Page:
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Molecular mimicry and autoimmunity

dc.creatorAnaya, Juan-Manuel
dc.creatorRestrepo Jimenez, Paulaspa
dc.creatorRojas Quintana, Manuel Eduardospa
dc.creatorPacheco Nieva, Yovana
dc.creatorMonsalve Carmona, Diana Marcela
dc.creatorRamírez Santana, Heily Carolinaspa
dc.date.accessioned2020-08-28T15:48:09Z
dc.date.available2020-08-28T15:48:09Z
dc.date.created2018spa
dc.description.abstractMolecular mimicry is one of the leading mechanisms by which infectious or chemical agents may induce autoimmunity. It occurs when similarities between foreign and self-peptides favor an activation of autoreactive T or B cells by a foreign-derived antigen in a susceptible individual. However, molecular mimicry is unlikely to be the only underlying mechanism for autoimmune responses; other factors such as breach in central tolerance, non-specific bystander activation, or persistent antigenic stimuli (amongst others) may also contribute to the development of autoimmune diseases. Host genetics, exposure to microbiota and environmental chemicals are additional links to our understanding of molecular mimicry. Our current knowledge of the detailed mechanisms of molecular mimicry is limited by the issues of prolonged periods of latency before the appearance of disease, the lack of enough statistical power in epidemiological studies, the limitations of the potential role of genetics in human studies, the relevance of inbred murine models to the diverse human population and especially the limited technology to systematically dissect the human T-cell repertoire and B-cell responses. Nevertheless, studies on the role of autoreactive T-cells that are generated secondary to molecular mimicry, the diversity of the T-cell receptor repertoires of auto-reactive T-cells, the role of exposure to cryptic antigens, the generation of autoimmune B-cell responses, the interaction of microbiota and chemical adjuvants with the host immune systems all provide clues in advancing our understanding of the molecular mechanisms involved in the evolving concept of molecular mimicry and also may potentially aid in the prevention and treatment of autoimmune diseases.eng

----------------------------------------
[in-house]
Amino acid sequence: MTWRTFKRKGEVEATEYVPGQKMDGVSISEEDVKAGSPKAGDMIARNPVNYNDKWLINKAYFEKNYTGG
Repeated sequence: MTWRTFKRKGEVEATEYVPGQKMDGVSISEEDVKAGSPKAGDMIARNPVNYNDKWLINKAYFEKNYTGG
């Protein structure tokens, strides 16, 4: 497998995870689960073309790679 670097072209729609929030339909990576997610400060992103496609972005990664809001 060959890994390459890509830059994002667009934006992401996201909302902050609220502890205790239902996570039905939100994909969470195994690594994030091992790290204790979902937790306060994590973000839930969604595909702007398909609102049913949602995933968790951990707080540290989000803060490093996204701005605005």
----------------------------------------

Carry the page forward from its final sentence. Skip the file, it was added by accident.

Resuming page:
dc.format.mimetypeapplication/pdf
dc.identifier.doihttps://doi.org/10.1016/j.jaut.2018.10.012
dc.identifier.issnISSN:0896-8411
dc.identifier.issnEISSN: 1095-9157
dc.identifier.urihttps://repository.urosario.edu.co/handle/10336/28418
dc.language.isoengspa
dc.publisherElsevierspa
dc.relation.citationEndPage123
dc.relation.citationStartPage100
dc.relation.citationTitleJournal of Autoimmunity
dc.relation.citationVolumeVol. 95
dc.relation.ispartofJournal of Autoimmunity, ISSN:0896-8411; EISSN: 1095-9157,Vol. 95 (December 2018); pp. 100-123spa
dc.relation.urihttps://www.sciencedirect.com/science/article/pii/S0896841118305365spa
dc.rights.accesRightsinfo:eu-repo/semantics/openAccess
dc.rights.accesoAbierto (Texto Completo)spa
dc.sourceJournal of Autoimmunityspa
dc.source.instnameinstname:Universidad del Rosario
dc.source.reponamereponame:Repositorio Institucional EdocUR
dc.subject.keywordAutoimmune diseasesspa
dc.subject.keywordAutoimmunityspa
dc.subject.keywordMolecular mimicryspa
dc.subject.keywordCross-reactivityspa
dc.subject.keywordCross reactionsspa
dc.titleMolecular mimicry and autoimmunityspa
dc.title.TranslatedTitleMimetismo molecular y autoinmunidadspa
dc.typearticleeng
dc.type.hasVersioninfo:eu-repo/semantics/publishedVersion
dc.type.spaArtículospa
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